Brett Frischmann

trustee

Main affiliation: Villanova University (Usa)

Member of the Nexa Board of Trustees and former Visiting Professor

Visiting period: June, 2013

Brett Frischmann is the 2016-2017 Microsoft Visiting Professor of Information and Technology Policy, Princeton University, and a Professor at Cardozo Law School in New York City, an affiliated scholar of the Center for Internet and Society at Stanford Law School, and a trustee for the Nexa Center for Internet & Society, Politecnico di Torino. He teaches courses in intellectual property, Internet law, and technology policy.

Frischmann is a prolific author, whose articles have appeared in numerous leading academic journals. He also has published important books on the relationships between infrastructural resources, governance, commons, and spillovers, including Infrastructure: The Social Value of Shared Resources (Oxford University Press, 2012), Governing Knowledge Commons (Oxford University Press, 2014, with Michael Madison and Katherine Strandburg), and Governing Medical Research Commons (Cambridge University Press, Winter 2016, with Michael Madison and Katherine Strandburg).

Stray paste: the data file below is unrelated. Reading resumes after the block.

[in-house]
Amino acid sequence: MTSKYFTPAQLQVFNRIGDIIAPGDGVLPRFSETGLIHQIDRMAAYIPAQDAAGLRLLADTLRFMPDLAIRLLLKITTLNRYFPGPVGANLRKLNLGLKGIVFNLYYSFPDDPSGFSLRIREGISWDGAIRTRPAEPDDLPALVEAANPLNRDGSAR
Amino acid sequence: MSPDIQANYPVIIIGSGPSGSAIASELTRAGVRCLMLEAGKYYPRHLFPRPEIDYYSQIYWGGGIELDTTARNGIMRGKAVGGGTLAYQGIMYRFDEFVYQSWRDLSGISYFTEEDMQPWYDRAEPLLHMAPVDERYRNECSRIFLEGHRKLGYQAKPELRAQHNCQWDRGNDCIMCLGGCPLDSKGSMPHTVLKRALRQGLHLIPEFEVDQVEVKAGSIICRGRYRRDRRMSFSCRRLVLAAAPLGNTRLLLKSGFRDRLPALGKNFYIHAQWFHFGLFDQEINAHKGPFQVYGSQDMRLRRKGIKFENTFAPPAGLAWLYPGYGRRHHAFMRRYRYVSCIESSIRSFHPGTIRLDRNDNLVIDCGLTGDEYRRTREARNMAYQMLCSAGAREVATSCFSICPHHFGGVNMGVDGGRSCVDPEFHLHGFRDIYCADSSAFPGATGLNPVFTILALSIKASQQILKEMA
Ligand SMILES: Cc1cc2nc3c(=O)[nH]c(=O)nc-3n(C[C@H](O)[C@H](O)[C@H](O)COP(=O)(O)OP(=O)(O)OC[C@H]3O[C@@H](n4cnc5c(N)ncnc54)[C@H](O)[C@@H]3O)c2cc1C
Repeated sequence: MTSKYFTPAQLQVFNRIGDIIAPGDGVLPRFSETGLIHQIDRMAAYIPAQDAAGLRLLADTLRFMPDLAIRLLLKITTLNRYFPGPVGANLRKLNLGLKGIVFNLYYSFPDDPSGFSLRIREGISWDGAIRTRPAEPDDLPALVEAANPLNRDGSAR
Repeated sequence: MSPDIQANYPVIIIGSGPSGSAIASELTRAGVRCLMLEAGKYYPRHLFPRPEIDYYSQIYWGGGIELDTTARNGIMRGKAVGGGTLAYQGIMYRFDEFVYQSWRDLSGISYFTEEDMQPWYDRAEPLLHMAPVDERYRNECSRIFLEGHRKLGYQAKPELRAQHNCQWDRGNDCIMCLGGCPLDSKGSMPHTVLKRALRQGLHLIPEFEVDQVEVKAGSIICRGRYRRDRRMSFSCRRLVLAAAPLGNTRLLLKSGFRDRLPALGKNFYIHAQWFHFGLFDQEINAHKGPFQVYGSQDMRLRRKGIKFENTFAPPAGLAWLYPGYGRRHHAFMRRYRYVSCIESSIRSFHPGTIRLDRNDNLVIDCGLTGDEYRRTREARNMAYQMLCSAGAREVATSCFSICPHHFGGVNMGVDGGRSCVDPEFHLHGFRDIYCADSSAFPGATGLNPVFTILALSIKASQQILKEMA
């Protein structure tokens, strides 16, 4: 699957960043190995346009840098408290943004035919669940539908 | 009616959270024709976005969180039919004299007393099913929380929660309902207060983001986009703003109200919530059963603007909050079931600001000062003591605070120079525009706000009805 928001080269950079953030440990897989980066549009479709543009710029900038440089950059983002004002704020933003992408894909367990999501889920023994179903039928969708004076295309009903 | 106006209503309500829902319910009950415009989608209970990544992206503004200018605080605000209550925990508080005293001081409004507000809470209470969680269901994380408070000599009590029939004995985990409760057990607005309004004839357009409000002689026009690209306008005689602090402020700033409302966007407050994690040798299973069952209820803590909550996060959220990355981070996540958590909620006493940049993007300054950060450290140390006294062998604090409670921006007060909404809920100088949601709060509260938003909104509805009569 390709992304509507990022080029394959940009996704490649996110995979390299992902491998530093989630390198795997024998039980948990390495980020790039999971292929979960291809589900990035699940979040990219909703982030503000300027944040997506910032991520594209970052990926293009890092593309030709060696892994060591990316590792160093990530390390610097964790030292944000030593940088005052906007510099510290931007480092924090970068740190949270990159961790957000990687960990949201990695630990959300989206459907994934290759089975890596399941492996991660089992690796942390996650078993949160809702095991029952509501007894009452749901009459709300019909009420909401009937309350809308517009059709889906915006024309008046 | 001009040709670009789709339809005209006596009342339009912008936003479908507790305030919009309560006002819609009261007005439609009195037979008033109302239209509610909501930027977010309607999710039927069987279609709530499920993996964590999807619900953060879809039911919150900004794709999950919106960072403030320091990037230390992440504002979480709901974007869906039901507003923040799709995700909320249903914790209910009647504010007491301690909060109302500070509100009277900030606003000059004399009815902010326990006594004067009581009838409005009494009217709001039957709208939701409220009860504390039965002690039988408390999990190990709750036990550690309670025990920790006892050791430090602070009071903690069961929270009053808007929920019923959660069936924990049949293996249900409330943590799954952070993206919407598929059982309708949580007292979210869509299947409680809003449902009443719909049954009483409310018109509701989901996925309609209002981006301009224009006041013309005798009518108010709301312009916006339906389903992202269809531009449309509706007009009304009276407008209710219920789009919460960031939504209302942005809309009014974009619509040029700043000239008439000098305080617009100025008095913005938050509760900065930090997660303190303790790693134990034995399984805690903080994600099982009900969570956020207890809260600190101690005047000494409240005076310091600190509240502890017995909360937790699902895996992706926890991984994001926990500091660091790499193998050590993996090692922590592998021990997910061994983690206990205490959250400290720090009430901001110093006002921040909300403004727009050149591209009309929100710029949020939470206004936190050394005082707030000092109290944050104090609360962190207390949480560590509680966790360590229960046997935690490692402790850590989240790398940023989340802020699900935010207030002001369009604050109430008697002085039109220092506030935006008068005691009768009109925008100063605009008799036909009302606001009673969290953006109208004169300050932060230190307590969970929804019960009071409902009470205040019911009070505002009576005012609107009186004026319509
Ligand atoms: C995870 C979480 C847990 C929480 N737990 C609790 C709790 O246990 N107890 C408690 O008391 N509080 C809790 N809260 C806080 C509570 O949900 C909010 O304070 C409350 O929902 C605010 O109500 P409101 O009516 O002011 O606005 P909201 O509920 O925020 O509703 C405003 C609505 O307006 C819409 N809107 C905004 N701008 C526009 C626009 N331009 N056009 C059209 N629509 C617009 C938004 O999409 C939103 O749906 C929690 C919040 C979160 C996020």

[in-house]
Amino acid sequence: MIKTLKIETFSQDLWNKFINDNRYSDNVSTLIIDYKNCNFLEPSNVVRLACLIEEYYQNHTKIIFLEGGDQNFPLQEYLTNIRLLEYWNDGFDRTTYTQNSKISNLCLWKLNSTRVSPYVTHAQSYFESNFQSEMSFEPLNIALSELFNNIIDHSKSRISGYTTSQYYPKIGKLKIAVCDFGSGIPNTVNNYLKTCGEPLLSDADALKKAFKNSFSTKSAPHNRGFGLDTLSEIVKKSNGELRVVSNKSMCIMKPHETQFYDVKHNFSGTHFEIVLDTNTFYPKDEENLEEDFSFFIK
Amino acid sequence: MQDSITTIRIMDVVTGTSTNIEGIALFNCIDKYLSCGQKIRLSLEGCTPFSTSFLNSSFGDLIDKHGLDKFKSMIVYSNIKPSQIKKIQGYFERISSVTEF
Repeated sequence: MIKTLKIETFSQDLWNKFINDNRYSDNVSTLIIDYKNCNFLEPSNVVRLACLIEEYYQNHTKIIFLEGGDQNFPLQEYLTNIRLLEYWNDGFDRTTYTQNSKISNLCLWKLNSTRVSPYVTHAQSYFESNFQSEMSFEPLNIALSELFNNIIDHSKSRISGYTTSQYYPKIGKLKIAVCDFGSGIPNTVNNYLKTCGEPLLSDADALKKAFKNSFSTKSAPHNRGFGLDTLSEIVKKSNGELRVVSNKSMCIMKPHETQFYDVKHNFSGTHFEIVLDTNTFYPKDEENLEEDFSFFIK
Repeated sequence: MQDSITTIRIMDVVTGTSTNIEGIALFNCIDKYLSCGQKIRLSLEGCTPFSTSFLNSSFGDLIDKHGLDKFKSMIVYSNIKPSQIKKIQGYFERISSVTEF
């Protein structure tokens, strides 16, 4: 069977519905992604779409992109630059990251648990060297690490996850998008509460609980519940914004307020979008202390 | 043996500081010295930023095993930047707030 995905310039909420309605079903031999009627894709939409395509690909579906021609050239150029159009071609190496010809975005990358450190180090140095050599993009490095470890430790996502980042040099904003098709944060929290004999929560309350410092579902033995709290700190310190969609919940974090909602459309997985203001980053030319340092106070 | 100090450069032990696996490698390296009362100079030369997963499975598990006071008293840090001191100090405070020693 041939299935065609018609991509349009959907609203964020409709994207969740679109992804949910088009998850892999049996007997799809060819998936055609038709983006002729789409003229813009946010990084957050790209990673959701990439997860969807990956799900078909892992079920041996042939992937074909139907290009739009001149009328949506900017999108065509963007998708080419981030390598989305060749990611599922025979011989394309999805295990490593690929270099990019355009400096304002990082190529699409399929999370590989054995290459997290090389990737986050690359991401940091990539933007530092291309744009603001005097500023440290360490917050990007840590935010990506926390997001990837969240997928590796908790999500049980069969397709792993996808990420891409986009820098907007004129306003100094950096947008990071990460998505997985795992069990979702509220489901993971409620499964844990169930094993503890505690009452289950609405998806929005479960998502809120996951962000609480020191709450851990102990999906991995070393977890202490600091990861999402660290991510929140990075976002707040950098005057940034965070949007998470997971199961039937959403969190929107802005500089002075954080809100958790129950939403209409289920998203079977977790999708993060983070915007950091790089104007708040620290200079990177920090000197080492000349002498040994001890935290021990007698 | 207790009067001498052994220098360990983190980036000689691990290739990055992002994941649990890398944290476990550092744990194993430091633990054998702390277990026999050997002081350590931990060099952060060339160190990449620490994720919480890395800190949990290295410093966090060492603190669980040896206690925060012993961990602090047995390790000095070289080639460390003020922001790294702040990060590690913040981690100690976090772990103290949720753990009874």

Frischmann received his BA in Astrophysics from Columbia University, an MS in Earth Resources Engineering from Columbia University, and a JD from the Georgetown University Law Center. After clerking for the Honorable Fred I. Parker of the U.S. Court of Appeals for the Second Circuit and practicing at Wilmer, Cutler & Pickering in Washington, DC, he joined the Loyola University, Chicago law faculty in 2002.

At Princeton, Frischmann will work on his next book, Being Human in the 21st Century: How Social and Technological Tools are Reshaping Humanity (Cambridge 2017), which he is co-authoring with RIT philosopher Evan Selinger. He will examine techno-social engineering of humans, various ‘creep’ phenomena (e.g., boilerplate, nudge, and surveillance creep), and modern techno-driven Taylorism, and he will develop a series of human-focused Turing tests to identify and evaluate when humans behave like machines.